Việt Văn Mới
Việt Văn Mới

The Fair Choice

The airplane glided across a carpet of blue water stretching to infinity below, Net’s mind drifted over the past recent days, mired in the senselessness to a point of self-pity. Torn between calculating whether to leave or to stay and having to bear witness to contradicting situations. Looking along the edge of the aircraft’s wing, her eyes followed the soft snowy white cloud below, Net compared her life with the those clouds. Clouds are undefined and unpredictable, but at least they are oblivious to everything and don’t suffer from circumstances against their will… Why are the fellow travelers so carefree? But she has to be busy with thinking about answers to questions from her nosy neighbors. She can foresee the looks in her girl friends’ eyes, those flashes of pity for her foolishness. The victory flag fell into her hand. Not only did she not wave it, she threw it on the ground and stomp on it.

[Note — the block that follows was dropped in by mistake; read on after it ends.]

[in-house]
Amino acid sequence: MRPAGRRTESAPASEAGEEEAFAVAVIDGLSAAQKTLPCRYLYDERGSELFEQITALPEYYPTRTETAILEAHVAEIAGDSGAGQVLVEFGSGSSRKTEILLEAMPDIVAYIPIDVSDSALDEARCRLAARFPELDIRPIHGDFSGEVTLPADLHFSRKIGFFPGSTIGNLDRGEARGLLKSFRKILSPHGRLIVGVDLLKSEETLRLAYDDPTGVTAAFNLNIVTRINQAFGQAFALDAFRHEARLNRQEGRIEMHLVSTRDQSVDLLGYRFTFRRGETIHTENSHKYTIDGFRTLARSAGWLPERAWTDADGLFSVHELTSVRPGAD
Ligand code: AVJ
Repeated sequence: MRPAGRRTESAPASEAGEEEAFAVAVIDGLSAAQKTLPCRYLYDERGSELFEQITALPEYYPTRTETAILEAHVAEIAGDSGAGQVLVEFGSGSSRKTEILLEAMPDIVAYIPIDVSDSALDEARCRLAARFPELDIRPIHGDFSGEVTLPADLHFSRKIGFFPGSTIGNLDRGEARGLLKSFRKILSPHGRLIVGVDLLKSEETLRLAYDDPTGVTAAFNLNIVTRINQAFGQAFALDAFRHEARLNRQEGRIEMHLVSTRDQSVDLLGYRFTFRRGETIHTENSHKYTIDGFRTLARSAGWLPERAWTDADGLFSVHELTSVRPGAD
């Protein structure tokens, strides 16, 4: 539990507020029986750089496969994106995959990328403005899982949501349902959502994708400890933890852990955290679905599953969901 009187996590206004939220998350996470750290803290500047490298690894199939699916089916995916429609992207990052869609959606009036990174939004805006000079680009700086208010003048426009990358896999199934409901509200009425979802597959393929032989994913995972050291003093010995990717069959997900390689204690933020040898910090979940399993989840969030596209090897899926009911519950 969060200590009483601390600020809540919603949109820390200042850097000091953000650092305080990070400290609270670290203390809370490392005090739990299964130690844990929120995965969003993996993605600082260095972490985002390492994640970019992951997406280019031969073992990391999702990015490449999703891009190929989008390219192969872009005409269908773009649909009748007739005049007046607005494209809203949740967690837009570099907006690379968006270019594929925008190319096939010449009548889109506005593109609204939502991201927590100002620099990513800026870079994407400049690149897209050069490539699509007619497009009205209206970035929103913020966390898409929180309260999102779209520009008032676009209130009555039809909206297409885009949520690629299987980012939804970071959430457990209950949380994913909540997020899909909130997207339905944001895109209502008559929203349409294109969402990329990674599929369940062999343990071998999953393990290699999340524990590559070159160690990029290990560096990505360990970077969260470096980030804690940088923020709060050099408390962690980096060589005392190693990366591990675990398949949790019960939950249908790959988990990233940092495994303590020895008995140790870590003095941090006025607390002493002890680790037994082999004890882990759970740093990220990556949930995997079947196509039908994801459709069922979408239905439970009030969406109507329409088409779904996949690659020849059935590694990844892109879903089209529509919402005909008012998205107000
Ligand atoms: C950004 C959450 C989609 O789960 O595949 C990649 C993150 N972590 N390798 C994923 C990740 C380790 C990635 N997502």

Shifting her seated position to interrupt her train of thought, Net secretly admired the painted fingernails of a slightly aging woman sitting at the top row across the aisle. They are shiny and meticulous decorated with bright flowers. Looking down at her own fingernails- smooth and looking little bit country-like. Suddenly Net smiled. It was a good thing she had not used to those styles of high class make-up. It would be more humiliating to return with a set of fancy red fingernails.